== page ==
ITF: Wakashio Case Highlights Growing Trend of Criminalizing Seafarers
The International Transport Workers' Federation is calling on the government of Mauritius to release the crew of the grounded bulker Wakashio, which struck a reef near Mahebourg one year ago.
“This week marks the one year anniversary of the grounding of the MV Wakashio and the environmental catastrophe associated with it. This week also marks one year since the Mauritian authorities have held members of the crew and prevented them from leaving the Republic, most have been effectively detained without charge,” said David Heindel, ITF Seafarers’ Section chair.
Heindel said the ITF and its affiliated seafarers’ unions have concerns about the treatment of the crew of the Wakashio by Mauritian authorities. Following the grounding of the Wakashio, Captain Sunil Kumar Nandeshwar and Chief Officer Tilakaratna Subodha were arrested. In August 2020 they were charged with endangering safe navigation, and they have been detained in prison since their arrest without bail. Most of the remainder of the crew have been detained under “house arrest” and kept in a local hotel, according to ITF, in what appears to be an effort to keep them on hand as witnesses in a future trial. Some of these crewmembers - who are essentially held without charges - had already been on board Wakashio for more than 12 months due to the crew change crisis and have now been away from their families for over two years.
“The ITF supports thorough, independent investigations of the factors relating to any maritime incident [but] we are concerned about the lack of appropriate legal proceedings taking place regarding the Wakashio crew," Heindel said. "Access to justice and fair treatment by the authorities are fundamental human rights guaranteed by the Universal Declaration of Human Rights. We believe the treatment experienced by the crew of the Wakashio violates their human rights."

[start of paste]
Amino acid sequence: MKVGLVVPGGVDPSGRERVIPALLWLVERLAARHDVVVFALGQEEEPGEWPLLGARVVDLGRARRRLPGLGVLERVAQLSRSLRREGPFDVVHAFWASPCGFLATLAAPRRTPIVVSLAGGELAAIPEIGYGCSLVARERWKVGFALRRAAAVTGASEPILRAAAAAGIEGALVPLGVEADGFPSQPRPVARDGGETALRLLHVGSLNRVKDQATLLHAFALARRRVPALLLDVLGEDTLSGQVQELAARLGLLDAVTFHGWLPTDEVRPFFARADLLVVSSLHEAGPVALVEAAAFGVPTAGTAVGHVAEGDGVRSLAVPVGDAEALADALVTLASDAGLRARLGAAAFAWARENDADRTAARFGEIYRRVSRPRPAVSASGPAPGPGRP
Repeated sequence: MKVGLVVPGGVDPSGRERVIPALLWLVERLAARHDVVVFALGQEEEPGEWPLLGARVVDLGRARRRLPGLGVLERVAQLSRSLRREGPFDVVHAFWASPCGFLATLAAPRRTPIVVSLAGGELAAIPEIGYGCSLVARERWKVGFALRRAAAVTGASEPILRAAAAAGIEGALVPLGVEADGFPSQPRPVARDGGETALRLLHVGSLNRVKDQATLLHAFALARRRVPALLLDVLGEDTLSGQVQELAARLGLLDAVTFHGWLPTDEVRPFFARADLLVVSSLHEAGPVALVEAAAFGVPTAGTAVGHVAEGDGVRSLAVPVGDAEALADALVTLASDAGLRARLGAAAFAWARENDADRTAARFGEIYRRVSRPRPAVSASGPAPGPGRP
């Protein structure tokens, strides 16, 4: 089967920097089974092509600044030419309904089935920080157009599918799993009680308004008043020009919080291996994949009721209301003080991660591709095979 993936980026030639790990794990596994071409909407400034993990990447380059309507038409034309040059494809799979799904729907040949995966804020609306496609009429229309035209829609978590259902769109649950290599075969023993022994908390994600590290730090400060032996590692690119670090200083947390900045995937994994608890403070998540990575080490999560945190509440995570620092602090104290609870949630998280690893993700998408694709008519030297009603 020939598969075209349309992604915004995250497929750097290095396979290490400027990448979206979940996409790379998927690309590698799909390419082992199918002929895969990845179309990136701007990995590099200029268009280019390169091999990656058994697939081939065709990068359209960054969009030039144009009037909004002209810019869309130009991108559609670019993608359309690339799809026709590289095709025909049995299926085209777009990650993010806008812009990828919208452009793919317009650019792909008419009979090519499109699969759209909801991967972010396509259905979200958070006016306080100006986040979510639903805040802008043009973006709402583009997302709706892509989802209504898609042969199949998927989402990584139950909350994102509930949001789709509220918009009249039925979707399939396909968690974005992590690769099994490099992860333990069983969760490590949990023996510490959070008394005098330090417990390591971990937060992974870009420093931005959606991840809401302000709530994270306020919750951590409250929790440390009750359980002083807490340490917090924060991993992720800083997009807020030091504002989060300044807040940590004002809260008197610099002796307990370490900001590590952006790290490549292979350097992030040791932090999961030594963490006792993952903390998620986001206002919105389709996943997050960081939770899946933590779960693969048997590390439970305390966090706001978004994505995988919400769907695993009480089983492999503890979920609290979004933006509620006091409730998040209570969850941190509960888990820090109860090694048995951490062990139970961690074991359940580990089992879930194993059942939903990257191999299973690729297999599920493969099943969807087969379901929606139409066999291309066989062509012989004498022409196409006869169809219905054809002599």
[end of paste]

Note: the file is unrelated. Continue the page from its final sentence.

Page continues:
According to ITF, the handling of the Wakashio incident fits a troubling pattern of "criminalization of seafarers" in the event of a marine casualty. The phenomenon has gained attention at ILO and IMO, and Heindel suggests that it should be shipowners rather than crewmembers who should be held accountable.
"We know that seafarers are seen by some officials as convenient bargaining chips in efforts to hold shipowners to account for maritime accidents caused by issues like a lack of maintenance. This is especially the case when a state finds it difficult to locate and prosecute irresponsible shipowners," said Heindel. "Seafarers are being cynically targeted all over the world by officials just for doing our jobs."
One new frontier: the criminalization of rescue at sea, as attempted in Italy under former Interior Minister Matteo Salvini and now potentially a concern in the UK under Home Secretary Priti Patel. Her proposed Nationality and Borders Bill new imposes criminal penalties for "knowingly facilitating" the transport of an asylum seeker to the UK, potentially including the delivery of rescuees to a UK port. Though immigration minister Chris Philp has promised that the section is not intended to apply to genuine sea rescue by the lifesaving organization RNLI, no language has been added to create a carve-out for SOLAS-mandated rescue at sea by good samaritan vessels.
"Under this new law, if seafarers save a person seeking asylum from drowning, they face life imprisonment. If they let them drown, then they could face prosecution in every country that has ratified [SOLAS] in addition to carrying the life-long emotional burden of knowing they could have saved a life, but did not," said Heindel. "In coming years, the world will likely see a rise in the number of persons seeking refuge from the effects of climate change, including those people fleeing fires, floods, rising sea levels and drought-induced famine. Now is not the time to be criminalizing seafarers for saving lives."